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Stunning photos show rare upside-down lightning streaking up into the sky

Published Sep 1st, 2023 4:06PM EDT
Image: Christopher/Adobe

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A photographer based out of Puerto Rico has captured stunning images of upside-down lightning created by the storm event that eventually escalated into Hurricane Franklin. The rare phenomenon flashed across the sky, and Frankie Lucena was just fast enough to grab photographs, capturing it before it could fade away completely.

This phenomenon is more commonly known as gigantic jets, and they form when upward-moving lightning bolts, which are the rarest and most powerful type of lightning, crack across the sky. Scientists say these events happen as few as 1,000 times a year and pack more than 50 times the power of a traditional lightning bolt like the one seen at the top of the article.

The upside-down lightning bolts are capable of reaching upwards of more than 50 miles above Earth’s surface. That means these bolts often touch the bottom of the ionosphere, releasing their electric charge into a vast layer of electrically charged particles. It’s a fascinating phenomenon, and seeing it captured in photographs is almost surreal. Lucena also shared a video of the event on his YouTube.

Frankie Lucena shared his photographs on Flickr, where you can view the full resolution of the images yourself for a good look at what upside-down lightning looks like. While these rare gigantic jets are not a familiar sight, they are most frequently reported in tropical areas, a study published in Science Advances explains.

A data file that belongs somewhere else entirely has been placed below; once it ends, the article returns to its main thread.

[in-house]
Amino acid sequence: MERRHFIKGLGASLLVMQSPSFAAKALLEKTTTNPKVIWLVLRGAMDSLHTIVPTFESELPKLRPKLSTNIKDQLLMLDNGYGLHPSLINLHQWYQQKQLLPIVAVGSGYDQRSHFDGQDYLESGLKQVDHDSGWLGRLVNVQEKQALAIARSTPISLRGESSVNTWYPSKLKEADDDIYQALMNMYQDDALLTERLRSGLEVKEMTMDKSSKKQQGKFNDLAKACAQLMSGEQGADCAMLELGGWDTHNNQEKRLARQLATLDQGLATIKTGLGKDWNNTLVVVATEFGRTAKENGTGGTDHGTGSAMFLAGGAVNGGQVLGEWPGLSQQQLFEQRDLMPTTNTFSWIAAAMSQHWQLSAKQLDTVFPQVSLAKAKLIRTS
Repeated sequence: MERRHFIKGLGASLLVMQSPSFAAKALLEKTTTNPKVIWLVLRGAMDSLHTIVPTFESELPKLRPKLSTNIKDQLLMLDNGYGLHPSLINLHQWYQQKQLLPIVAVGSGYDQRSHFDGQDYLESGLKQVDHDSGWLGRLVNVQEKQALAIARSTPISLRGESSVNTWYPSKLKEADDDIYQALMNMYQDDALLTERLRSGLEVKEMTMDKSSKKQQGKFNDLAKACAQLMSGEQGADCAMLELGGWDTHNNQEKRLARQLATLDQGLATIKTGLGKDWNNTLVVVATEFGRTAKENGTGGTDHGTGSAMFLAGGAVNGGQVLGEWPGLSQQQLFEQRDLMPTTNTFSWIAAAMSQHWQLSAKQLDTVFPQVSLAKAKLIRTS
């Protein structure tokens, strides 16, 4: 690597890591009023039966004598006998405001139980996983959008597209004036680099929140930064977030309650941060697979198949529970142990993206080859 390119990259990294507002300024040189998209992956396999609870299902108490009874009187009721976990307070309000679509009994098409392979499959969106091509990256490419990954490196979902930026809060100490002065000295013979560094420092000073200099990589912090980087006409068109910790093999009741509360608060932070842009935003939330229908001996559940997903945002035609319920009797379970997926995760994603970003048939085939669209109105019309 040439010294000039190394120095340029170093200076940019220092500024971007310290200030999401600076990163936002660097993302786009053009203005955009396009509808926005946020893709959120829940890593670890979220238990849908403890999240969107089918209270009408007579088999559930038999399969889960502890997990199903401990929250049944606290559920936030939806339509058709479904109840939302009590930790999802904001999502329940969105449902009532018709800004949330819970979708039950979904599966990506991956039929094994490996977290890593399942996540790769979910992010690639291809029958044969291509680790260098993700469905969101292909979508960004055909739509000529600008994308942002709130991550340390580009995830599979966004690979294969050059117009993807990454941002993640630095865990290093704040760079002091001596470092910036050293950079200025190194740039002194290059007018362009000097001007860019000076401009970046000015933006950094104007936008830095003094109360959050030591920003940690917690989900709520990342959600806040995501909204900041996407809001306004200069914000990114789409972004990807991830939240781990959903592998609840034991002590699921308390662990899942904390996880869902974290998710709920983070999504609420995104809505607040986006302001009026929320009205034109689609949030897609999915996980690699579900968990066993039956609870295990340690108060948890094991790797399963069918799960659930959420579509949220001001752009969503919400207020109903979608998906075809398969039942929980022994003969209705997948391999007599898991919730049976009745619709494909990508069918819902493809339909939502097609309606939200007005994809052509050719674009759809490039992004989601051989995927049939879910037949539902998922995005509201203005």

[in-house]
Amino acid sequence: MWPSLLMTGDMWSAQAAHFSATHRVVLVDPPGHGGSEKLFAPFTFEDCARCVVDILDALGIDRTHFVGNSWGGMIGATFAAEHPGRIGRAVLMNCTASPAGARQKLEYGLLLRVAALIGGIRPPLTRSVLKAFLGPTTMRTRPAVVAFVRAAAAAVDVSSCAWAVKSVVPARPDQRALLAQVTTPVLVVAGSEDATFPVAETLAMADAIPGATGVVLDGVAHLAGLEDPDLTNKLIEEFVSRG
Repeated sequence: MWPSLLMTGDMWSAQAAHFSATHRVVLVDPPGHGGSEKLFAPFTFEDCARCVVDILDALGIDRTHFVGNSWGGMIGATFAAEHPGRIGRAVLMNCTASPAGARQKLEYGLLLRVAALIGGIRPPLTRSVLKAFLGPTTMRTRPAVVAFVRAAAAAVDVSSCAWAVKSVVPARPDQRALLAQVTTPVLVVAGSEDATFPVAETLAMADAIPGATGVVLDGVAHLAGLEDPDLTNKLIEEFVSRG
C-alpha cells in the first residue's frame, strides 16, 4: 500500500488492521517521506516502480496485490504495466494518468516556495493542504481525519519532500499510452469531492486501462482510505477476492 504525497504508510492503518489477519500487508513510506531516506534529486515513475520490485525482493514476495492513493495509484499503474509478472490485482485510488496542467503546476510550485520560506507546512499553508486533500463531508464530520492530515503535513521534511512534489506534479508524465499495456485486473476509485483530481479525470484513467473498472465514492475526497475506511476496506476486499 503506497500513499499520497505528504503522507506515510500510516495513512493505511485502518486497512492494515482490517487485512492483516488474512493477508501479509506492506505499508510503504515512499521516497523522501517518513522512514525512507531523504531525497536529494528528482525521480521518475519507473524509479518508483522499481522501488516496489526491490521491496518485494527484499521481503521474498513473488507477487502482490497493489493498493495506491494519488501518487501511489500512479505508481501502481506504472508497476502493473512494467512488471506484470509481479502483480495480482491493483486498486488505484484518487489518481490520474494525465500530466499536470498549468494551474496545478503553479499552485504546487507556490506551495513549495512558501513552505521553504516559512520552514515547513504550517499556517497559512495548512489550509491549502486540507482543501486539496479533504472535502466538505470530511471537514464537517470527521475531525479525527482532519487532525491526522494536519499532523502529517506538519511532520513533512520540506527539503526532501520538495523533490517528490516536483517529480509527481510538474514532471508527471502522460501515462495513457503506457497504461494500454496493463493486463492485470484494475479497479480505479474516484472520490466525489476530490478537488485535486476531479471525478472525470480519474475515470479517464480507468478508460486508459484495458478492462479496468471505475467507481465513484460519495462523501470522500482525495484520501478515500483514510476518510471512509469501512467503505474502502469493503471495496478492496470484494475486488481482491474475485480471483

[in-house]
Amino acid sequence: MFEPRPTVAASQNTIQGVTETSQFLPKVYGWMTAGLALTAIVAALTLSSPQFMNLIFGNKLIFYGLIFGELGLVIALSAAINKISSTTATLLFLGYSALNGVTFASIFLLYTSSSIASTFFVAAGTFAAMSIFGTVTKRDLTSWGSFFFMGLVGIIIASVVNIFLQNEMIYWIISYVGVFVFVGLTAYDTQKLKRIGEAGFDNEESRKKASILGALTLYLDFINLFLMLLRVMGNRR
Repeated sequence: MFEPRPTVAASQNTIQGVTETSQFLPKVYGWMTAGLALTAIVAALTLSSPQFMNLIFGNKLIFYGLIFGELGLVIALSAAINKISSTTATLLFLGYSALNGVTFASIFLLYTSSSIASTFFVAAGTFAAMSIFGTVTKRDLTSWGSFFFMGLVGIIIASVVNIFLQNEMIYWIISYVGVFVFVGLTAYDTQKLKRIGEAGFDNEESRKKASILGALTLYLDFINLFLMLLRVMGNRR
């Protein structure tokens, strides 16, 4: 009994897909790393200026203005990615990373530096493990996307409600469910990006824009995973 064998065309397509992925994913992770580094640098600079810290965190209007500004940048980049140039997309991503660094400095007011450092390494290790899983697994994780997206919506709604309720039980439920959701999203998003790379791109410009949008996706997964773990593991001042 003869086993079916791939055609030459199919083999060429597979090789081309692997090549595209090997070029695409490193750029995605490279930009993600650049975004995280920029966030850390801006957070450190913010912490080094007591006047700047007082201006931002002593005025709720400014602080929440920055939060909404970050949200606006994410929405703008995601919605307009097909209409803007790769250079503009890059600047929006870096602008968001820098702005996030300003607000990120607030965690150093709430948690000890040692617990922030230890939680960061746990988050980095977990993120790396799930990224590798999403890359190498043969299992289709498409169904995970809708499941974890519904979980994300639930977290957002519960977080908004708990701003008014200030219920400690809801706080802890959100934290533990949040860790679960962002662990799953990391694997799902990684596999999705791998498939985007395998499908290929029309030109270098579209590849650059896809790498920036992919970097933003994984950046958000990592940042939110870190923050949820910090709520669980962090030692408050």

But this is a natural phenomenon that we have only known about for 20 years, so the information we have on them is still young, and scientists will undoubtedly discover more as they can study these beautiful and surprising events more. In the past, we’ve seen record-breaking lightning storms come from other natural disasters, too.

It’s possible we’ll see more photographs of this strange phenomenon as we move into hurricane season, and see more storms like Hurricane Franklin forming over the oceans. Unfortunately, these beautiful sights don’t negate the damage done by these storms, especially if they make landfall in densely populated areas.

Josh Hawkins has been writing for over a decade, covering science, gaming, and tech culture. He also is a top-rated product reviewer with experience in extensively researched product comparisons, headphones, and gaming devices.

Whenever he isn’t busy writing about tech or gadgets, he can usually be found enjoying a new world in a video game, or tinkering with something on his computer.